Dan Borschke: Dine-In Theatres will only work in markets that are open to up-scale pricing and have expectations of a diversity of food options.
The industry will never forget that popcorn and soft drinks brought us to the party, however it is also important to provide one-stop shopping for customers who want to spend their entertainment dollar all under one roof. To that end you will see dine- in theaters or up-scale restaurants within the theatre complex as well as various other entertainment options (bowling, billiards, bars and club amongst many others).
Alcohol now has been available for the last few years at cinemas and though every municipality has its own laws which make liquor sales more difficult than it needs to be, per caps are increasing and for NAC members that is our reason to exist.
CJ: The issue of calorie-count and healthiness of cinema snacks seems to have gone more quiet, but has it gone away completely?
Dan Borschke: The Concessionaires are in business to provide the products the customer’s desire. I have said it much too often but we are not a non-profit business. If you desire a certain food or beverage – we will make it available – if it sells.
To mandate products being available that don’t sell just doesn’t make any sense. Let the market place determine what will be available. Having fresh fruits and vegetables available might sound like a positive approach but if they are disposed of because no one purchased them – then what do we gain?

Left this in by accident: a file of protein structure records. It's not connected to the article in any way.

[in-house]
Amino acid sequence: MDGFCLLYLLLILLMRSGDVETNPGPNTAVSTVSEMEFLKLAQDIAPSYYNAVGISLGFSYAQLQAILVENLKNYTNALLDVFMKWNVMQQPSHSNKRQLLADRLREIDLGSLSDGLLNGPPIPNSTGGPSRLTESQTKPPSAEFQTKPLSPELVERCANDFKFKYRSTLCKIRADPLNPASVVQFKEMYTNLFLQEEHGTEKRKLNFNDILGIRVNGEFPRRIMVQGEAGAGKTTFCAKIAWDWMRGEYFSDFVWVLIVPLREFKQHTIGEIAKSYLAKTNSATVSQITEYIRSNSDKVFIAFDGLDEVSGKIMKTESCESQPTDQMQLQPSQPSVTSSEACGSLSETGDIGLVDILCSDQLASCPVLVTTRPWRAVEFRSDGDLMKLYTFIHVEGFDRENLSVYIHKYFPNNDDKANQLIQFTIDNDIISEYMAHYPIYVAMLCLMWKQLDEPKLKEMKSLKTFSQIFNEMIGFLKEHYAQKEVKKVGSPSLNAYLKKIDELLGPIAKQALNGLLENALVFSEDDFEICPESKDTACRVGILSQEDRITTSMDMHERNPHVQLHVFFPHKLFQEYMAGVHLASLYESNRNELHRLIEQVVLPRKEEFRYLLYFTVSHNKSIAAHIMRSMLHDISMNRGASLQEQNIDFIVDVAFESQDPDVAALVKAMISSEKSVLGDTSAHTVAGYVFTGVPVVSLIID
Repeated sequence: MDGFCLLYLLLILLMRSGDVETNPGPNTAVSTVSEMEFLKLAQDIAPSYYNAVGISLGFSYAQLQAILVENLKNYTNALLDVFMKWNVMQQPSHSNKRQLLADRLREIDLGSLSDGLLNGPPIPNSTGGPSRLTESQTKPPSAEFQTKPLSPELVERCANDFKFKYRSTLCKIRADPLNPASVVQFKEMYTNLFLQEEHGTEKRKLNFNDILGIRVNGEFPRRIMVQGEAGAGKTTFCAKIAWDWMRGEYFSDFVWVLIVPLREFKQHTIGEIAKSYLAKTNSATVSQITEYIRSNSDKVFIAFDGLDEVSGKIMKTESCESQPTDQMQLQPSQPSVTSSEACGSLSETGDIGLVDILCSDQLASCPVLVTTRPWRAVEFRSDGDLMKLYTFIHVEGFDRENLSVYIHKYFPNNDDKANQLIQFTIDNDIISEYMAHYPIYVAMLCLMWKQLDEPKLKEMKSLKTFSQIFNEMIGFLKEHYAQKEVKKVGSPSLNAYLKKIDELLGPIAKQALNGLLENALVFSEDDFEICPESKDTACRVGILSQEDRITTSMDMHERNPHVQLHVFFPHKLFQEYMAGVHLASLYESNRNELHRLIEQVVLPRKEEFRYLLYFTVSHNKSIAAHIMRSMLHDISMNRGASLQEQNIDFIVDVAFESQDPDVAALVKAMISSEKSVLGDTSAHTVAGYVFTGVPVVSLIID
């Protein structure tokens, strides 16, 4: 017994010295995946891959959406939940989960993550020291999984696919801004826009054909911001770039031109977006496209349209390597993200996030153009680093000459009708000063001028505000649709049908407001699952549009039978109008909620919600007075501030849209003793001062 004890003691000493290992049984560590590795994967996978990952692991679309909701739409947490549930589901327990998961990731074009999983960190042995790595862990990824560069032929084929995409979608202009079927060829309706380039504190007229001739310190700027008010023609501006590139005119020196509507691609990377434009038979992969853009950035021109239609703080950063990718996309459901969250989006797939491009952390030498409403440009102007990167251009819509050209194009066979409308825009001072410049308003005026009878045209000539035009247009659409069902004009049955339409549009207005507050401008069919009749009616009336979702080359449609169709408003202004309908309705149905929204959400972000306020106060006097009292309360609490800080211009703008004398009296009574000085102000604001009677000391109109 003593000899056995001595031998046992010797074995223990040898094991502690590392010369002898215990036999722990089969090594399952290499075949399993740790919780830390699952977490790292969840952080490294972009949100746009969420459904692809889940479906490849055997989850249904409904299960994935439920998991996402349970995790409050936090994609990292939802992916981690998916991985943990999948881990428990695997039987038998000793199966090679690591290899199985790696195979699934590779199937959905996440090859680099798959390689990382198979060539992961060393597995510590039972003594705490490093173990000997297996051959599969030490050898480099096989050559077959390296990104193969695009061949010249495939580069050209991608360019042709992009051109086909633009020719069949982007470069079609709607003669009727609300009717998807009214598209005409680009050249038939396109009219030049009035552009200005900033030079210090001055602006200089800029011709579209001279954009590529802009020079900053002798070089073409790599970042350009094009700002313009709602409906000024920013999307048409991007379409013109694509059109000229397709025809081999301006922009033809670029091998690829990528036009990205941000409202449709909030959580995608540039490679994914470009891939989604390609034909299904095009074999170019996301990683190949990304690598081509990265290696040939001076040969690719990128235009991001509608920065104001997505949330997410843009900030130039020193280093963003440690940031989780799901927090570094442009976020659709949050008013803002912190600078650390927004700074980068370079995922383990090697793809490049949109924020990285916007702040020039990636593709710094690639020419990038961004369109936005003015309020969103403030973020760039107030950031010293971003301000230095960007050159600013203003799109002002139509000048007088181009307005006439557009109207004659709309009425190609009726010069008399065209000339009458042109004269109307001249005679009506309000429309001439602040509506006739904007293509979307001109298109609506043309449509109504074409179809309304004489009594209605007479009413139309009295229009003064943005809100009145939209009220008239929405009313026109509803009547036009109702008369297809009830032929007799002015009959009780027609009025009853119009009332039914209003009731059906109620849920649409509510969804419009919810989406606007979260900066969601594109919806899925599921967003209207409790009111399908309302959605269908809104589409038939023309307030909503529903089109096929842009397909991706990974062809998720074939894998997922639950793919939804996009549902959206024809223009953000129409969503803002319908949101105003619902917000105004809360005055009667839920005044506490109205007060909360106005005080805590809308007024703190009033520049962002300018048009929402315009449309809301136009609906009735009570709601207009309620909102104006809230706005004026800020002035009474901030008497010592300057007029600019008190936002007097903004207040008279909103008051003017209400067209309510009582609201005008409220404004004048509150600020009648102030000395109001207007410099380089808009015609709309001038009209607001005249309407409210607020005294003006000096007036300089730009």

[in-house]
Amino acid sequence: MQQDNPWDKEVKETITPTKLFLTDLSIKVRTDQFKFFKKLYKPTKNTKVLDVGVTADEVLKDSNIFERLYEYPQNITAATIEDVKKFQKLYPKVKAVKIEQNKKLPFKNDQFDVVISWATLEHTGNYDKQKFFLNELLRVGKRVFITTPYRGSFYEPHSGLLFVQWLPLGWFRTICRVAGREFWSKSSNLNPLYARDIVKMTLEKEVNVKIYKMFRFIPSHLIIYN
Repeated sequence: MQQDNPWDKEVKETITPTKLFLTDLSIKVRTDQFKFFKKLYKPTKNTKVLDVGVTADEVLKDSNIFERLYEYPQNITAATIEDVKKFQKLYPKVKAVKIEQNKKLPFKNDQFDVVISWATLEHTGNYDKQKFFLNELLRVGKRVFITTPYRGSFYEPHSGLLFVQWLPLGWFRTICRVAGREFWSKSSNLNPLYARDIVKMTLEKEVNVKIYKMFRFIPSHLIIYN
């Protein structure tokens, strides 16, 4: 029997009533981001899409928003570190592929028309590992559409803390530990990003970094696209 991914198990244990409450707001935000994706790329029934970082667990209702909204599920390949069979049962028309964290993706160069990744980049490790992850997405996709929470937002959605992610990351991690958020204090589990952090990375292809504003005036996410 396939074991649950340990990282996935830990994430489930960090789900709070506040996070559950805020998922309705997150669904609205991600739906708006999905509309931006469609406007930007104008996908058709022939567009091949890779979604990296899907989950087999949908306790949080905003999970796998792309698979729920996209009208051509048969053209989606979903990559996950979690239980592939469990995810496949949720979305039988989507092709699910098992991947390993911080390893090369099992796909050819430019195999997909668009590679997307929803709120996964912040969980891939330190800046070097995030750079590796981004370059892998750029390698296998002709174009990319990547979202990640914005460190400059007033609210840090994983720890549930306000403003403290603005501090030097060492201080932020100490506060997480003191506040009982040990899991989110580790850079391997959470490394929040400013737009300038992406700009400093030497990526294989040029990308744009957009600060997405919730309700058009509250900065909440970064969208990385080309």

It would be of great significance if we had a customer base that saw movies on a weekly basis but even for the most avid fan that unfortunately doesn’t take place and popcorn or candy or a soft drink can easily be consumed and justified in a varied and balanced diet. Moderation in all aspects of one’s life is advisable.
CJ: What are some of the ‘best practices’ and innovations in cinema concessions that have impressed you the most in the past year? Are we seeing enough integration for example with smartphone apps and online resources?
Dan Borschke: The Concession Industry continues to experiment in finding the best balance of quality products and efficient delivery systems. Many companies are looking at digital ordering to self-service and everything in between.
We all know that the longer customers stand in line the less likely they will buy our products so our members are experimenting with all kinds of solutions. Sporting events are actually instituting self-service beer units while others are offering web-based or smart phone based food and beverage ordering even before you get to the venue.
With many theatres now offering specific seat selection in the auditorium it can’t be too far in the future for us to suggest that concessions be ordered at the same time as one buys their ticket digitally. Efficiencies will continue to be ironed-out so that customers can enjoy their food and beverages in a non-stressed environment which obviously will result in even greater satisfaction levels for concession purchasers.
CJ: Thank you for taking the time to share your insights with us.